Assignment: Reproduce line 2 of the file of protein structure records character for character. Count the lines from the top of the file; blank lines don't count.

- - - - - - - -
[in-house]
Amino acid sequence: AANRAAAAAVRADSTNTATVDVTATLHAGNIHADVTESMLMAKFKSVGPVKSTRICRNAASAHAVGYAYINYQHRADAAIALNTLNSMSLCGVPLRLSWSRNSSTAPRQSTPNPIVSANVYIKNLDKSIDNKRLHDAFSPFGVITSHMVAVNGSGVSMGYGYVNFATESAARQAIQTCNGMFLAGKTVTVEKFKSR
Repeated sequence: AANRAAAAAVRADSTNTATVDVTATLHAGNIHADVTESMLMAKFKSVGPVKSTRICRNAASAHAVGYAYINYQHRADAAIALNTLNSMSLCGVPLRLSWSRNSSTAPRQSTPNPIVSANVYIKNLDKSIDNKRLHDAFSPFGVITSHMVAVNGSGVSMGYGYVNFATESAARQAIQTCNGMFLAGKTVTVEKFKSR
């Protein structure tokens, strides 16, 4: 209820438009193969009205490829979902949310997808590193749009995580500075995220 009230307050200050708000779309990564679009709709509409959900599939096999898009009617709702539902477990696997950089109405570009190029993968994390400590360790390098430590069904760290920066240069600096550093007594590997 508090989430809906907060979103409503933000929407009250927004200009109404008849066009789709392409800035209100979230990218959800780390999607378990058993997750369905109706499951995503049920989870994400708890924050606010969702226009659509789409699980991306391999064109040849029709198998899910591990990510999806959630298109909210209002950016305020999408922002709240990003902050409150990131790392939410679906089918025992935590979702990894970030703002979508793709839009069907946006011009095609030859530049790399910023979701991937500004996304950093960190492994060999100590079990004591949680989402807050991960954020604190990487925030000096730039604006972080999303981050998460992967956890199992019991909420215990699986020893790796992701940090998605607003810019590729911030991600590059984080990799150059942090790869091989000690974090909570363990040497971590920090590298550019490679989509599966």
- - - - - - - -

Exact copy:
Amino acid sequence: AANRAAAAAVRADSTNTATVDVTATLHAGNIHADVTESMLMAKFKSVGPVKSTRICRNAASAHAVGYAYINYQHRADAAIALNTLNSMSLCGVPLRLSWSRNSSTAPRQSTPNPIVSANVYIKNLDKSIDNKRLHDAFSPFGVITSHMVAVNGSGVSMGYGYVNFATESAARQAIQTCNGMFLAGKTVTVEKFKSR